Countdown to combine: Bengals QBs

February, 20, 2014
Feb 20
10:00
AM ET
With the NFL combine this week, through Friday we're taking a look at positions of need and who the Cincinnati Bengals might be looking at during the combine at those positions.

Position of need: Quarterback

Ah, yes. Quarterback. Is there a position of "need" that creates more buzz among the Bengals' fan base than this one? Even though there is at least one more truly pressing need on the roster, this one will end up drawing the most attention, especially if the Bengals keep open the possibility of wanting to bring in another backup for the inconsistent Andy Dalton. Again, rehashing points made earlier this week when looking at Cincinnati's pre-combine situations at running back, offensive line and defensive line, there are relatively few major draft concerns for the team this offseason. This draft is about depth and shoring up the players behind a mostly returning starting core. Still, that doesn't mean it isn't worthwhile to look at a solid young signal-caller, especially since this draft seems ripe with second-tier, middle-round talent.

At best, the Bengals might look to the third round to take a quarterback. If that is the case, as long as the best available player at that time happens to be a quarterback, don't be surprised if they decide to make that move. What would drafting a quarterback mean for the Bengals' current reserves? It likely would mean one of them would have to go. Josh Johnson and Zac Robinson are currently on the club's 53-man roster. Neither has done much, nor had the opportunities to inspire confidence in their abilities in the event something happened to Dalton. Greg McElroy finished the 2013 season on the practice squad, giving the Bengals another potential option at the position. Depending on who he might be, a new quarterback could leap-frog all three or potentially force at least one to get cut.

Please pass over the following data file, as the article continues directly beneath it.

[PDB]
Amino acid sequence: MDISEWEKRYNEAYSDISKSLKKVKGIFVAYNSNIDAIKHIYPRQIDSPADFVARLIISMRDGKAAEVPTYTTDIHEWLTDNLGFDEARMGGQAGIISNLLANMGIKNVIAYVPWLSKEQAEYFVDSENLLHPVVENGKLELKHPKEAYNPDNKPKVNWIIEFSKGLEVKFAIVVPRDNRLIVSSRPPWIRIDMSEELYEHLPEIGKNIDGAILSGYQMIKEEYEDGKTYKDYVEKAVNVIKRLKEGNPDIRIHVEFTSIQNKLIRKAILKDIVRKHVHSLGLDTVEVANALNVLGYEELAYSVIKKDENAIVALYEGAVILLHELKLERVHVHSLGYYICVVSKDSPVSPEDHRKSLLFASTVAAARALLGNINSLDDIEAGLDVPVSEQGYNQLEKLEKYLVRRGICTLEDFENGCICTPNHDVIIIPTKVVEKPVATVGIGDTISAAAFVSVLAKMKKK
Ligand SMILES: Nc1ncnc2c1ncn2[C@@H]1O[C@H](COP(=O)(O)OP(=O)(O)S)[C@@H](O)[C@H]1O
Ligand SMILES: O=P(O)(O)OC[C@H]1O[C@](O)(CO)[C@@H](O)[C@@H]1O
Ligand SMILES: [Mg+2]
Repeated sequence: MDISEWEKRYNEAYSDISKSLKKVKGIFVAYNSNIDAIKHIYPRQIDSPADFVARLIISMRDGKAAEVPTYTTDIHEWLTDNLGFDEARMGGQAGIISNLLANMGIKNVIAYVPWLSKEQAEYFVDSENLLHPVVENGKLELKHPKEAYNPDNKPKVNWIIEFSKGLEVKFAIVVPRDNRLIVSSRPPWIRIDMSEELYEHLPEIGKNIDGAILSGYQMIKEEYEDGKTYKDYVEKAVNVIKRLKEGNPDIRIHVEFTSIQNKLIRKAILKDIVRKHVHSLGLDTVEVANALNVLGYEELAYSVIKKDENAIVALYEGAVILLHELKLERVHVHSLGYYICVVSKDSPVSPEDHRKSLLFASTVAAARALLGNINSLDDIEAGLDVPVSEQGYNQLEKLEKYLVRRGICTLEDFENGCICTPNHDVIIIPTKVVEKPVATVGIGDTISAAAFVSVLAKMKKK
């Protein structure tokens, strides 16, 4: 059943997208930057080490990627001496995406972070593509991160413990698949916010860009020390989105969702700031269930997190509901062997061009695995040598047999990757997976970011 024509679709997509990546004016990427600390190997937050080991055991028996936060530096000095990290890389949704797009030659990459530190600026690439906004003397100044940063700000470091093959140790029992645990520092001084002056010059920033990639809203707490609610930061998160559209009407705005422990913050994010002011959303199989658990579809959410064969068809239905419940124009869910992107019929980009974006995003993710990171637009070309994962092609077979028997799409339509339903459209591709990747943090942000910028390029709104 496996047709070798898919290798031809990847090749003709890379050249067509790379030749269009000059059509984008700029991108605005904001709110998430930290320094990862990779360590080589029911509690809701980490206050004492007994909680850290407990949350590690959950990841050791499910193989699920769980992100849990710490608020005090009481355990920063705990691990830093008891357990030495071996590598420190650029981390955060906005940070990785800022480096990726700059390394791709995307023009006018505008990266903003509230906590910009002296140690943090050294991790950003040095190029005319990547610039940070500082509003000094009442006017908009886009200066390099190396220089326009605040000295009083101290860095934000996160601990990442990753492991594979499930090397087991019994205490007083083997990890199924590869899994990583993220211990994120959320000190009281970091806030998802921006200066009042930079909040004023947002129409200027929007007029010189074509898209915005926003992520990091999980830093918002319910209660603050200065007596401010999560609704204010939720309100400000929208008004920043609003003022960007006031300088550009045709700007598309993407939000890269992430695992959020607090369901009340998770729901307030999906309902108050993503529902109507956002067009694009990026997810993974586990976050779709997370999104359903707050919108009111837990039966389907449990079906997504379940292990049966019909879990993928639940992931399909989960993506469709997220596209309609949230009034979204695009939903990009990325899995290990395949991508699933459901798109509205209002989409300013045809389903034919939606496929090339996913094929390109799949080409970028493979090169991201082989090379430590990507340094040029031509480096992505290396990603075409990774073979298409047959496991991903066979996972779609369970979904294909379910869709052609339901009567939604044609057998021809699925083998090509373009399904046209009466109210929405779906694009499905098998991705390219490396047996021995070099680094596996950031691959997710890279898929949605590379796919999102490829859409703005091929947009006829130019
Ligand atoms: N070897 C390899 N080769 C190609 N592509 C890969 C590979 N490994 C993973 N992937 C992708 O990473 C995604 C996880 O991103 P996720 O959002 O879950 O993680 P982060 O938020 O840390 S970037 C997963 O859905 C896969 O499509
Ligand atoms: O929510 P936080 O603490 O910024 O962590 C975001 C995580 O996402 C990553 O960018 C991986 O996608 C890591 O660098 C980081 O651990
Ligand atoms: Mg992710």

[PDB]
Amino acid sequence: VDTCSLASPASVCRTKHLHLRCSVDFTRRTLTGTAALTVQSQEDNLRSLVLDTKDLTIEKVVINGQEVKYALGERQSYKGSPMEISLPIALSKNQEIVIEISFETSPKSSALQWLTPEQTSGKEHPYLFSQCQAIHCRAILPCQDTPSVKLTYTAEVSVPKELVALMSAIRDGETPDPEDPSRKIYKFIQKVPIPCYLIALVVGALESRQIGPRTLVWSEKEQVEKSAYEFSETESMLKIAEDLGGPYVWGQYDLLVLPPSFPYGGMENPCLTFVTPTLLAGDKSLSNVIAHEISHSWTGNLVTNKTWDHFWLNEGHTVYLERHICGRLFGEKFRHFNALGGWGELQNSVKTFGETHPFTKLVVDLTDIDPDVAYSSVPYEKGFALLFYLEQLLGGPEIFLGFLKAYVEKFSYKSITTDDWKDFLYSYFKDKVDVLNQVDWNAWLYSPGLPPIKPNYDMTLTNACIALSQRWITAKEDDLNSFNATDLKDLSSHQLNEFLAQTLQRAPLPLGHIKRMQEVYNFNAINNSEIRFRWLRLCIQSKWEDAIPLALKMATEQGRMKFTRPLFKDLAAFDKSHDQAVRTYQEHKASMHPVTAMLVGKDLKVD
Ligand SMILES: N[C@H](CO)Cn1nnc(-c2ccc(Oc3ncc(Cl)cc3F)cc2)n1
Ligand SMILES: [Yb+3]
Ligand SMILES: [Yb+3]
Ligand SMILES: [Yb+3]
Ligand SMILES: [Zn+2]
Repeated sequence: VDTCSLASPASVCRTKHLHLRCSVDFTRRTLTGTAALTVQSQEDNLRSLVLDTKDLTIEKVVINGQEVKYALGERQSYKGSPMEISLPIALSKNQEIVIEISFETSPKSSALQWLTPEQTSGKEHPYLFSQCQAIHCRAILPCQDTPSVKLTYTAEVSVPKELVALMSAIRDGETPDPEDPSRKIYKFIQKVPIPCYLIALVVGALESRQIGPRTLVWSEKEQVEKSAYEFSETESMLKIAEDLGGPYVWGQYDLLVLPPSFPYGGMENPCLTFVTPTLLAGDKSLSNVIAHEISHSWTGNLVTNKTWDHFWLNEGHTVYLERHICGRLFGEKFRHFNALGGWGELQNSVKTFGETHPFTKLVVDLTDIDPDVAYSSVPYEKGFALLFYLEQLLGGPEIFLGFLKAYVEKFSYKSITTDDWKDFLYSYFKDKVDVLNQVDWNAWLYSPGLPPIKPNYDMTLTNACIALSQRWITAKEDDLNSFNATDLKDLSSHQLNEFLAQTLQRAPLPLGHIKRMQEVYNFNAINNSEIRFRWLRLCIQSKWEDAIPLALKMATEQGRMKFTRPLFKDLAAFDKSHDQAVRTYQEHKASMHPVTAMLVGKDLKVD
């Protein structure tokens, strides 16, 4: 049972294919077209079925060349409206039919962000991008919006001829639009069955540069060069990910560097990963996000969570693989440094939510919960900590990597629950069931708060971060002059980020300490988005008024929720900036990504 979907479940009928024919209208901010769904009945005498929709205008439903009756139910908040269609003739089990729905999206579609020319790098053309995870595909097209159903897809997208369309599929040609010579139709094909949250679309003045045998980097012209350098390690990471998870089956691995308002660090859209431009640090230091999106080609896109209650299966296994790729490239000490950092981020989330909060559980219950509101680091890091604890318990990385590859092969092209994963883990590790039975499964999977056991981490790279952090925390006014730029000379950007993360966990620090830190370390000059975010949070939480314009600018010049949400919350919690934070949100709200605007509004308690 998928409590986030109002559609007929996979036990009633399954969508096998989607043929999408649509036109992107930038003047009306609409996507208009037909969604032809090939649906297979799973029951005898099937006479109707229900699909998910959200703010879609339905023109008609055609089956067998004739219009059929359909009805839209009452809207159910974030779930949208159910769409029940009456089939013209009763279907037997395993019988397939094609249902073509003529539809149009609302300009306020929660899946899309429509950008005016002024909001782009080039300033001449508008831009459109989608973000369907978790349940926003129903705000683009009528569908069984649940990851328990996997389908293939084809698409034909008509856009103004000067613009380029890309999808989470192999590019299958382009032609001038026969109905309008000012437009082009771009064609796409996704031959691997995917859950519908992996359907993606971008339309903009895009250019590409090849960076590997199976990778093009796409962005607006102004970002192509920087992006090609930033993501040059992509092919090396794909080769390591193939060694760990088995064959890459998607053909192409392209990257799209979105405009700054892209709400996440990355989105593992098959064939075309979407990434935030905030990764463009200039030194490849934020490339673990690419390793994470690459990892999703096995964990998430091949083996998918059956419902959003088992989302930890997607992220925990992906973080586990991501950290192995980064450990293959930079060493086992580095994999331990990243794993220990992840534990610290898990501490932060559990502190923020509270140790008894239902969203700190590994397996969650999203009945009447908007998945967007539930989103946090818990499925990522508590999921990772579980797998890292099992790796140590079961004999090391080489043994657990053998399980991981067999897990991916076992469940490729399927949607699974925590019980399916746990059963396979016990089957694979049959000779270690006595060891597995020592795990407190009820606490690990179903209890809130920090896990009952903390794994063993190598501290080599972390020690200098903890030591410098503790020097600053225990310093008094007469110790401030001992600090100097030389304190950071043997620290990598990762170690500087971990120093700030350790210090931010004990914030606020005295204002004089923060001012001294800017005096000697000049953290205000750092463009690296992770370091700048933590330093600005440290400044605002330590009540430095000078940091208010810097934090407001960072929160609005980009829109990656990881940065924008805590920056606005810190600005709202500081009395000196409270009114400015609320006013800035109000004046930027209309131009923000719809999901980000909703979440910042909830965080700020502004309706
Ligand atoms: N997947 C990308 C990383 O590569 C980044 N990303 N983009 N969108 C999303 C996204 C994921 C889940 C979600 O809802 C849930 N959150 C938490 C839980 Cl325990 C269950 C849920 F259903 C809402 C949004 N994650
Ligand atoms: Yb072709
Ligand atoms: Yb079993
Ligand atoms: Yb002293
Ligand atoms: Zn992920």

Three players the Bengals might be targeting (all three are expected to attend the combine)

Aaron Murray (QB), Georgia: If the Bengals realize in early May that they want to draft a quarterback, and if they by some strange twist in the cosmos were to give me a vote on which player they should select, I would implore them to give Murray serious consideration. Before an ACL tear sidelined him at the end of the 2013 season, he had been getting attention as a possible early-round pick. Toughness, an ability to play through injuries and leadership are some of the traits he's most known for exhibiting. At 6-foot, he is a shorter quarterback. But short or not, he is a Georgia Bulldog, and the Bengals' love affair with players from that school is quite apparent with the high rate of Georgia players who have been drafted by Marvin Lewis' staff over the years. It could help that one of Murray's first receivers at Georgia, A.J. Green, is Cincinnati's top pass-catching threat.

David Fales (QB), San Jose State: Like Murray, Fales' toughness has been noted, as well as his ability to pass both on the run and stationary in intermediate ranges. If the Bengals under new offensive coordinator Hue Jackson maintain the heavy emphasis on the short-to-intermediate passing game that his predecessor, Jay Gruden, had, then Fales could make for a good fit. From a size standpoint -- he's just under 6-foot-2 and weighs 220 pounds -- Fales compares to Dalton. Fales impressed all week at the Senior Bowl. During the game, he went 6-for-7 for 104 yards, a touchdown and an interception in the South team's win.

Tom Savage (QB), Pittsburgh: While Murray and Fales could be gone in the third or fourth rounds, Savage could end up being a late-round pick. If the Bengals decide to shore up other concerns through the first five rounds, Savage could be an intriguing possibility if they were to wait until late in the draft to select quarterback. On a conference call earlier this week, NFL Network's Mike Mayock called Savage a "wild card" who "nobody talks about." Similar to Virginia Tech's Logan Thomas, Savage, at 6-foot-4, 245 pounds, is a bigger-bodied quarterback who possesses a relatively strong arm. Thicker quarterbacks like that don't much match the Bengals' post-Carson Palmer approach, but he still could be one to watch late.

Coley Harvey

ESPN Cincinnati Bengals reporter

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